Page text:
BananaPlug

The ModuleLibrary was created initially for RackPlanner zips. We could store additional module data there too. Anybody can contribute content to it and I'm open to suggestions. I hardly ever hear from anybody about how they use it or what they want. Doug says he misses the old everything-at-once interface so I'll bring that back as an alternate view.

I've reached out to some of the people working on planners and have offered an API, facilities for associating additional data with modules, etc. I'm open to that. Folks seem more interested in doing their own thing even if that means reinventing a wheel or two in the process. Collaboration is not always the easiest thing to do. I get that. But one of the simplest ways to collaborate is to agree on data formats and build interfaces to those specifications so different systems can talk to each other.

If anybody reading this would like to curate a portion of the library, working on consistency, etc. I would love to hear from you.

Thanks.


synthcube

I'll be the first to admit that a lot of the technical details are outside my domain, but it does seem to me that
a) lots of people like to experiment with web configurators and there are multiple 'sources' of basic module data, some more complete than others
b) no one has better access to rapidly changing module data than designers/manufacturers but they lack a common standard against which to supply and update data for users
c) format-centric solutions seem to take on their own lives-- but a simplified, common cross-format solution would benefit the entire synth community
d) 'best practices' exist in many of the solutions, but no overall architecture has been defined, nor has it been sorted out whcih features/functions ect comprise a consensus requirements definition


dougcl

BananaPlug wrote:

If anybody reading this would like to curate a portion of the library, working on consistency, etc. I would love to hear from you.


I am happy to help any way I can.


synthcube wrote:
I'll be the first to admit that a lot of the technical details are outside my domain, but it does seem to me that
a) lots of people like to experiment with web configurators and there are multiple 'sources' of basic module data, some more complete than others
b) no one has better access to rapidly changing module data than designers/manufacturers but they lack a common standard against which to supply and update data for users
c) format-centric solutions seem to take on their own lives-- but a simplified, common cross-format solution would benefit the entire synth community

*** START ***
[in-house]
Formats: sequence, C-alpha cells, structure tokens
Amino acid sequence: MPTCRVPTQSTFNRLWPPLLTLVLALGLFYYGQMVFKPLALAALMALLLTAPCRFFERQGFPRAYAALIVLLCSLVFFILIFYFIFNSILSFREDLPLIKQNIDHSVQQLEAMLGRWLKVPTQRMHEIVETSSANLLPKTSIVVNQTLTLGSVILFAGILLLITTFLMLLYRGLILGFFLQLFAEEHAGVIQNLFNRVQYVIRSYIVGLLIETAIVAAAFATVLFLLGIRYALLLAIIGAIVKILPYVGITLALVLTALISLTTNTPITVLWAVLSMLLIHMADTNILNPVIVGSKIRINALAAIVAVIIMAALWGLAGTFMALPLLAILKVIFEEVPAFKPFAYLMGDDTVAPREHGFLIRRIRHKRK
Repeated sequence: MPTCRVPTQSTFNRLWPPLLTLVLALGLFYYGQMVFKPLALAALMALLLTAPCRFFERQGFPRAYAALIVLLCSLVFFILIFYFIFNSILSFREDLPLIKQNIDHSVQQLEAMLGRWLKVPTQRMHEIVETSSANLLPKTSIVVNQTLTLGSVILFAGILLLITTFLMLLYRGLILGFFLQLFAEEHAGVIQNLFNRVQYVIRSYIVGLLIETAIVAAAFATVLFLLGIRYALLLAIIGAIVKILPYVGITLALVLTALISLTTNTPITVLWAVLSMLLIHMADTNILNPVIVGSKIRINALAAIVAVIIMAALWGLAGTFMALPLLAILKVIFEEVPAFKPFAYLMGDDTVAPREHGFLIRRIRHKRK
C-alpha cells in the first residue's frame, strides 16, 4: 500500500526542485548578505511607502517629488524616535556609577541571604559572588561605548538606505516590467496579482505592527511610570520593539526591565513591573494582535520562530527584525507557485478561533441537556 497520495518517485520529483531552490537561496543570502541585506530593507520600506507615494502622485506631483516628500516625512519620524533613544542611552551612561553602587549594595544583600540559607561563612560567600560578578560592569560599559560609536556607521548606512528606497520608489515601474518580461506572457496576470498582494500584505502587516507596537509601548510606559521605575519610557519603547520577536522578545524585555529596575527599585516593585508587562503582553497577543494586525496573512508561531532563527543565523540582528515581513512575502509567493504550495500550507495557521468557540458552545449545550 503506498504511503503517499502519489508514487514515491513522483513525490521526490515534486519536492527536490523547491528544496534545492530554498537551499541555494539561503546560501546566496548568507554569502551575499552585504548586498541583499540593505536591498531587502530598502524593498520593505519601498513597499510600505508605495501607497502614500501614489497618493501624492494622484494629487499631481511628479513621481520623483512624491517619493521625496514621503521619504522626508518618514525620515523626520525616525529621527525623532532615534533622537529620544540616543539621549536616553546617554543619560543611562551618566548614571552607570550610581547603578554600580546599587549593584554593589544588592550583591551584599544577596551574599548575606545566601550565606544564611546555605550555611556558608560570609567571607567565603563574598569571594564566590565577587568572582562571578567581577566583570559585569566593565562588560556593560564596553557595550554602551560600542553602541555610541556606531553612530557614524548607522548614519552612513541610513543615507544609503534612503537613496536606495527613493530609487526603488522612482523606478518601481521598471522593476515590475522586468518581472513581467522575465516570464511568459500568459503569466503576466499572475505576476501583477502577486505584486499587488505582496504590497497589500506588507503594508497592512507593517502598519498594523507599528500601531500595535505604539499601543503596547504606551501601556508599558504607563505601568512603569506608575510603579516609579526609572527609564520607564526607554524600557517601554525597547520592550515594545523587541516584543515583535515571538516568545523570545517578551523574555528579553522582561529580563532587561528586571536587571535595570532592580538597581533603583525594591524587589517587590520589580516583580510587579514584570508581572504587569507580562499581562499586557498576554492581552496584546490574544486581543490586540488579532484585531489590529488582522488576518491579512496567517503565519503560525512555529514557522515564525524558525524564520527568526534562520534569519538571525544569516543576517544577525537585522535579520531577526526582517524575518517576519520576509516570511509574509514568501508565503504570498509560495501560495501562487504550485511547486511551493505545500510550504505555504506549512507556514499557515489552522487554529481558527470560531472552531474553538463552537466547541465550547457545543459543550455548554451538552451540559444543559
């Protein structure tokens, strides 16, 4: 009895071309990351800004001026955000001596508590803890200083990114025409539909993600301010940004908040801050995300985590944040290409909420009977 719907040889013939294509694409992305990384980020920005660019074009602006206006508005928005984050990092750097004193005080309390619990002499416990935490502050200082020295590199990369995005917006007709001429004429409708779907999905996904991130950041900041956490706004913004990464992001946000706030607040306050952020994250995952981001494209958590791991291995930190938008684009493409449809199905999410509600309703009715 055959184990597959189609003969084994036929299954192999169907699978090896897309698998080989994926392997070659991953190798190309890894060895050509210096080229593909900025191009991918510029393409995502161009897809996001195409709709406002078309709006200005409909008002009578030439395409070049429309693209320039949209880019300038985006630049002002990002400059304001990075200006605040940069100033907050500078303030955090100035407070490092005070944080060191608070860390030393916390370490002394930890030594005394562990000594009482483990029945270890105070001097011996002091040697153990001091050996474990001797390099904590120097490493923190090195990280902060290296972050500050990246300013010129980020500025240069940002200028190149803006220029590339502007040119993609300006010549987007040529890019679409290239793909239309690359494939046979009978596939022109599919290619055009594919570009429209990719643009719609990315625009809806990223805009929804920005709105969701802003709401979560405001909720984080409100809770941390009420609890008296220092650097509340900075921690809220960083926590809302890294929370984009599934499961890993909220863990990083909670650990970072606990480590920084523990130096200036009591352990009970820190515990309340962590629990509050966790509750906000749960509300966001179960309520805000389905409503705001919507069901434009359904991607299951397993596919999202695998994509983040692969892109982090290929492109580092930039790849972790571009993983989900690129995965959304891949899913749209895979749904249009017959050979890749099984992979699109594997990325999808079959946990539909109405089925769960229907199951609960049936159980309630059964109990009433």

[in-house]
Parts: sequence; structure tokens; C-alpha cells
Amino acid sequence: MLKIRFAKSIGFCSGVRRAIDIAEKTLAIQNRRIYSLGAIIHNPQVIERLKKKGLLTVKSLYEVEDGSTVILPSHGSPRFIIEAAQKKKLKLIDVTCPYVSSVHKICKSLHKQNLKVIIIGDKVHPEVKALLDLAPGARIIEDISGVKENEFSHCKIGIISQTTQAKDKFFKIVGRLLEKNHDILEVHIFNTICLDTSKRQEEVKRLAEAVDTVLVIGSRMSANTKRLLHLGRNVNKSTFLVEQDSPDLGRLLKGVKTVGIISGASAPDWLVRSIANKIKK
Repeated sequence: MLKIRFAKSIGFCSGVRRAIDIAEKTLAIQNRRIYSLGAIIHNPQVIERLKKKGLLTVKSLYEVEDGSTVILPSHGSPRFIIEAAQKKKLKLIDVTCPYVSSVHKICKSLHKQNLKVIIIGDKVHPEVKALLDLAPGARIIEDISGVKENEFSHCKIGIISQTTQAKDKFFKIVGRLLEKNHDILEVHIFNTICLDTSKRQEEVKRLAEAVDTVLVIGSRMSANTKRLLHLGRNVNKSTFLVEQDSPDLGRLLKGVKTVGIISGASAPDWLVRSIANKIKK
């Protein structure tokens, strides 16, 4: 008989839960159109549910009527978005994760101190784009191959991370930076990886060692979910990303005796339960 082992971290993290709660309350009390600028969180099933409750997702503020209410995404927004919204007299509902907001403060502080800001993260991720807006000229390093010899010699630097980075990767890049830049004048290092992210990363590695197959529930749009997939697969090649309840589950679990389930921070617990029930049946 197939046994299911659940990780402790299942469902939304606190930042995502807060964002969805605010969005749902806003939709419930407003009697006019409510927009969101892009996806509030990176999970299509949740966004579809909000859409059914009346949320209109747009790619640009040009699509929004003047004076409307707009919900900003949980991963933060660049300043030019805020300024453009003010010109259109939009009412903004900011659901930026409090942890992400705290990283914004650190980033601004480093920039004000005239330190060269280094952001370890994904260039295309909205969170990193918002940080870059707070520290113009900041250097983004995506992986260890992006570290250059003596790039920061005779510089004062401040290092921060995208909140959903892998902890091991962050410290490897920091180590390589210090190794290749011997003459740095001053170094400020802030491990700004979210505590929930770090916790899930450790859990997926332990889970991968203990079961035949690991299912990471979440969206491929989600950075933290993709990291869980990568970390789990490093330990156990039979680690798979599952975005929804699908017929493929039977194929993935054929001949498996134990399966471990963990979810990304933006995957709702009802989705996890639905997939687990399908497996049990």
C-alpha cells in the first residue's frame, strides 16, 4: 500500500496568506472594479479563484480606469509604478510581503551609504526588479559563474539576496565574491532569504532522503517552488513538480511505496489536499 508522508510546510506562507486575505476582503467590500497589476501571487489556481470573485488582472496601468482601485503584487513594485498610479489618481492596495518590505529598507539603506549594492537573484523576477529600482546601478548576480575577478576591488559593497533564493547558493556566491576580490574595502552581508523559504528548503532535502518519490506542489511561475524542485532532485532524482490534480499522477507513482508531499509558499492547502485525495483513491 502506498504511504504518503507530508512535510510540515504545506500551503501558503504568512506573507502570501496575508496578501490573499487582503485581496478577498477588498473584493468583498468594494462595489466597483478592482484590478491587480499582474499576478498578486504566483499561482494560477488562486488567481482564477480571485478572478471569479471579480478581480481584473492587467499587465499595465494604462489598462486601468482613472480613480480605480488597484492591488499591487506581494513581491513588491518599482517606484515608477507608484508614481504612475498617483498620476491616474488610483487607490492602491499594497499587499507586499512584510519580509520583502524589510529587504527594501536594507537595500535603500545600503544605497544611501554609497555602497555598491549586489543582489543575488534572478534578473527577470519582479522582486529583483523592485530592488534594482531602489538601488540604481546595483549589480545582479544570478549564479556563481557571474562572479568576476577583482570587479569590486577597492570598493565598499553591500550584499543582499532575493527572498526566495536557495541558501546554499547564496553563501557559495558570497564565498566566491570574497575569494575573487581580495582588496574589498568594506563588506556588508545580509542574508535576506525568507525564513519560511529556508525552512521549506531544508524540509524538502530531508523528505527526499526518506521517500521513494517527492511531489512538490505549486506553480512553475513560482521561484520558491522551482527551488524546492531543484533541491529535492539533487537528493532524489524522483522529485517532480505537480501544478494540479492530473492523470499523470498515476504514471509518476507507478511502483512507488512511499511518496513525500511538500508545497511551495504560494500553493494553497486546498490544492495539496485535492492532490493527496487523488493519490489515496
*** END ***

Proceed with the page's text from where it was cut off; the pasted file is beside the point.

d) 'best practices' exist in many of the solutions, but no overall architecture has been defined, nor has it been sorted out whcih features/functions ect comprise a consensus requirements definition


Please download RackPlanner and see how it supports all formats and uses the modules downloaded from the squiggletronics site. This should make it pretty clear what the current status is. I mention this as a starting point because it is the only case of a planner and database run separately and held together by an interface standard.

We have several things going on at the moment:
1) RichyHo: Offline planner using RackPlanner modules. All formats. Still not released, appears to be using a custom database in addition to RackPlanner standards. (RackPlanner does not specify standards for patch planning). Java only (no iPad or iPhone). No functioning patch planning software has hit the streets as of this writing, so standards not developed.
2) Modulargrid.net Online planner using custom database. Eurorack only. RackPlanner XML export, no import. User contributed. HTML5, iPhone, iPad supported. Leans toward user contributed database (at the moment). Quickly becoming a duplicate of eurorackdb.com.
3) Eurorackdb. Online database for eurorack only, no planner. Supports RackPlanner zip export, no import. Has more data on euro modules than squiggletronics. Moderated user contributions. Leans toward central management.
4) Squiggletronics (aka ModuleLibrary): Online database for all formats. Moderated user contributions. Exports RackPlanner zip standard. Leans toward user contributed content. Largest module collection available.
5) RackPlanner: offline planner supporting all formats. Unmoderated file based database. Java only (no iPad or iPhone).
6) There is another online planner/database that is scooping data from eurorackdb.com. I don't believe this activity is leading to an open interface or standards development. Appears to be a siloed effort. I think this one is HTML5 (iPhone/iPad supported).
7) ModularPlanner. Online Flash based with centrally managed database. Eurorack only. No iPad, iPhone. No user contributions. Project is on hold, apparently.


a scanner darkly

Leaving rack and patch definitions aside for a minute I think there is a need for a centralized "official" module definition source. Otherwise we'll end up with multiple versions of same modules and everybody maintaining their own versions, especially once we start adding more stuff to module definitions.